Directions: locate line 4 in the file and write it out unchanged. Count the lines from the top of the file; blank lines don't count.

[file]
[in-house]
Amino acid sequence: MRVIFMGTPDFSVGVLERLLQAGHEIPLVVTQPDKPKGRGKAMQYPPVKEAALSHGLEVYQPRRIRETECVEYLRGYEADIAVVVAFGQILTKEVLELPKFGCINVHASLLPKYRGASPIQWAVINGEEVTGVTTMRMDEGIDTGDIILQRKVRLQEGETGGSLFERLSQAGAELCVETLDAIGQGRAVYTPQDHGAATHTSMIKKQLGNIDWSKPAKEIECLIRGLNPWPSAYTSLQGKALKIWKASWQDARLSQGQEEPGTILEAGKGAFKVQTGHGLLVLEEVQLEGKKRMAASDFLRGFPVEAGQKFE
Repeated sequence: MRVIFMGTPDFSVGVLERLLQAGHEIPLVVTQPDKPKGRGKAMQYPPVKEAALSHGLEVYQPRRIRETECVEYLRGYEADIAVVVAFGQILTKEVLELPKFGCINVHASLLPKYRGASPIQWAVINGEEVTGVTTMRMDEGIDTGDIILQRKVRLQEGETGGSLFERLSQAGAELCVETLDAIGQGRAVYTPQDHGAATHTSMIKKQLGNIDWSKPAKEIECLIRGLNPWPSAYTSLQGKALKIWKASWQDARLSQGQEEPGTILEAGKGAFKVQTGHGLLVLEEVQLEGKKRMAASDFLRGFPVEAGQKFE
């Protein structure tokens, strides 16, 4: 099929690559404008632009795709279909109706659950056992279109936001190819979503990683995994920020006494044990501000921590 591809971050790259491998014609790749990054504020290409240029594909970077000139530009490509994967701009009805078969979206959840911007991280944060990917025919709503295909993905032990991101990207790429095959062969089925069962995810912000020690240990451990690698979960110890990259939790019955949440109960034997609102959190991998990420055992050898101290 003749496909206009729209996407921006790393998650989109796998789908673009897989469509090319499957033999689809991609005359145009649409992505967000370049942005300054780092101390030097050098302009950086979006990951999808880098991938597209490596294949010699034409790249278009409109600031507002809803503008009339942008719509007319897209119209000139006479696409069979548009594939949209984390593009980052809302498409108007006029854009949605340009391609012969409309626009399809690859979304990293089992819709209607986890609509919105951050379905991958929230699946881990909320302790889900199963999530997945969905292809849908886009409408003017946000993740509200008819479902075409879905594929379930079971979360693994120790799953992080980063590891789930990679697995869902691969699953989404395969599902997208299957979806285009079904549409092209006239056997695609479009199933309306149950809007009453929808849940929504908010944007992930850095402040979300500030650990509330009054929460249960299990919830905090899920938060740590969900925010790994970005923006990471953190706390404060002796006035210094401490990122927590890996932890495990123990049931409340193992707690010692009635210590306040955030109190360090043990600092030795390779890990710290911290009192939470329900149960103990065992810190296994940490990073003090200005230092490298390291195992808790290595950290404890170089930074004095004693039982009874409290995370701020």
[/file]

């Protein structure tokens, strides 16, 4: 099929690559404008632009795709279909109706659950056992279109936001190819979503990683995994920020006494044990501000921590 591809971050790259491998014609790749990054504020290409240029594909970077000139530009490509994967701009009805078969979206959840911007991280944060990917025919709503295909993905032990991101990207790429095959062969089925069962995810912000020690240990451990690698979960110890990259939790019955949440109960034997609102959190991998990420055992050898101290 003749496909206009729209996407921006790393998650989109796998789908673009897989469509090319499957033999689809991609005359145009649409992505967000370049942005300054780092101390030097050098302009950086979006990951999808880098991938597209490596294949010699034409790249278009409109600031507002809803503008009339942008719509007319897209119209000139006479696409069979548009594939949209984390593009980052809302498409108007006029854009949605340009391609012969409309626009399809690859979304990293089992819709209607986890609509919105951050379905991958929230699946881990909320302790889900199963999530997945969905292809849908886009409408003017946000993740509200008819479902075409879905594929379930079971979360693994120790799953992080980063590891789930990679697995869902691969699953989404395969599902997208299957979806285009079904549409092209006239056997695609479009199933309306149950809007009453929808849940929504908010944007992930850095402040979300500030650990509330009054929460249960299990919830905090899920938060740590969900925010790994970005923006990471953190706390404060002796006035210094401490990122927590890996932890495990123990049931409340193992707690010692009635210590306040955030109190360090043990600092030795390779890990710290911290009192939470329900149960103990065992810190296994940490990073003090200005230092490298390291195992808790290595950290404890170089930074004095004693039982009874409290995370701020």